Fighting Isolation with Inclusion

Friendly House’s mission is “to create a thriving community for people of all ages and backgrounds through quality educational, recreational and other life-sustaining services.” A Portland institution since 1930, Friendly House in Northwest Portland has three core service areas: children’s programs, community recreation and education, and community services. According to Mya Chamberlin, director of community services, most programs are available free or at low cost, but people across the economic spectrum participate.

Friendly House is always adapting its programming to accommodate its population. Demand for senior services, for example, has grown as aging Baby Boomers swell the population. Just last year, Friendly House added “Community Concierge” to its already robust roster of senior services. It provides personal assistance and service coordination for members of the community who actually do have the means to pay for services. Their neighbors asked for it, Chamberlin says. “They told me, ‘You have senior programs for people with limited means but nothing for us.’ Some say they actually choose Friendly House Community Concierge as a way to ‘give back,’ ” Chamberlin notes. “Entire families have grown up here.”

One interesting senior program, Elder Resource Alliance, was created in 2001. Later called Gay & Gray and recently renamed SAGE Metro Portland, it directly addresses the unique needs of LGBT (lesbian, gay, bisexual and transgender) seniors.

“It was a risk,” Mya acknowledges. “We came out of the closet, as it were.” Would funders pull money from Friendly House because of this program? Most funders, though, embrace it.” It is also in line with today’s widespread focus on cultural sensitivity and awareness, a hot concept in healthcare but also in employment, education and other environments.

A lot of seniors feel marginalized, “invisible,” but it can be especially difficult for gay seniors. Many of them have already faced years of discrimination. Social activities organized by the greater LGBT community tend to skew young. And their straight peers may be uncomfortable with homosexuality.
SAGE provides advocacy, housing assistance, case management, education, and social and support groups. In 2013 the program won Portland Monthly’s “Light A Fire Award,” in the “Honoring our Elders” category.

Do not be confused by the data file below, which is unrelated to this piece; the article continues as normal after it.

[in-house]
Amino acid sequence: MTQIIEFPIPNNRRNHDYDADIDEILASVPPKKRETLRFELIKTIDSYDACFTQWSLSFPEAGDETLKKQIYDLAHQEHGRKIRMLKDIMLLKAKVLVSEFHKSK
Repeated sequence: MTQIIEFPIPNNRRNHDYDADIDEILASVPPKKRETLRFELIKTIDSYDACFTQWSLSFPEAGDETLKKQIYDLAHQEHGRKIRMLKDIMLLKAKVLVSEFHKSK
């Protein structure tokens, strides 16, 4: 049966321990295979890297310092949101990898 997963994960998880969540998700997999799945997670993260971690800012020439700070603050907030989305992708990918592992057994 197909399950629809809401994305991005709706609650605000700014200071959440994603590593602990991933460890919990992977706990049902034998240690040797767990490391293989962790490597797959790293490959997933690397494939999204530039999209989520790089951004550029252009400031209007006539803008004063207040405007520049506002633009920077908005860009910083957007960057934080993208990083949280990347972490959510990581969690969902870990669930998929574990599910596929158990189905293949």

SAGE participant David Sheriff, 71, says he found Friendly House at a critical time. “I was feeling very vulnerable about a lot of things … health issues…finances,” he remembers. “It was eye opening to meet so many others who were experiencing the same stuff I was.

“We are part of the larger LGBT community, but we have our own set of concerns as we get older. For example: if we move to a care facility, do we have to go back into the closet? Will we be subject to ridicule?

“Loneliness. Isolation. How we relate to the gay and lesbian population around us. And the health issues. It is so rewarding to be able to sit with people who, when I say something, they just get it.”

Other organizations are beginning to recognize this grow- ing demographic group. Robby Sherwin is a board member on AARP’s relatively new Oregon State Diversity Advisory Council. “The need to address senior LGBT housing, health and societal issues is only growing exponentially, as the population of all boomers cross that imaginary threshold into “age-related issues.” In the Jewish community, Cedar Sinai Park strives to maintain a welcoming environment on its campus, which includes Robison Jewish Health Center and Rose Schnitzer Manor, as well as in the affordable housing apartments it owns.

In his 16 years as CEO at Cedar Sinai Park in Portland, David Fuks has had only had one resident, years ago, who reported being uncomfortable.
“It raised the bar from our perspective to be sure this is an open, sensitive place where everyone is welcome,” Fuks says. While Cedar Sinai Park doesn’t have a specific program or service delivery model that focuses on LGBT residents, with employees who come from all over the world, cross-cultural competence is a priority both in terms of service delivery and workplace policy and practice. It is a campus, Fuks says, where people must feel safe.
The “Guide to LGBT Friendly Senior Housing in Oregon, 2014,” produced by SAGE, cites all four of Cedar Sinai Park’s subsidized affordable housing buildings in Portland with four stars.

Rabbi Michael Cahana of Congregation Beth Israel in Portland acknowledges that this can be a sensitive issue. For many, the Biblical text expressly rejects homosexuality. In our American “culture wars,” he says, the antigay voice was often the religious voice. “In large segments of the Jewish community, however, we have taken the ideal of inclusion to be essential,” Cahana says. “I think that Jewish organizations that are welcoming should be very public about it.”

For those who want to raise their level of awareness, Friendly House offers quality diversity training for students and professionals in the fields of nursing, social work, naturopathy, geron- tology, adult in-home care staff and senior housing providers, as well as to government employees, LGBT organizations and others.

Liz Rabiner Lippoff is a medical marketing consultant, freelance writer and community volunteer.

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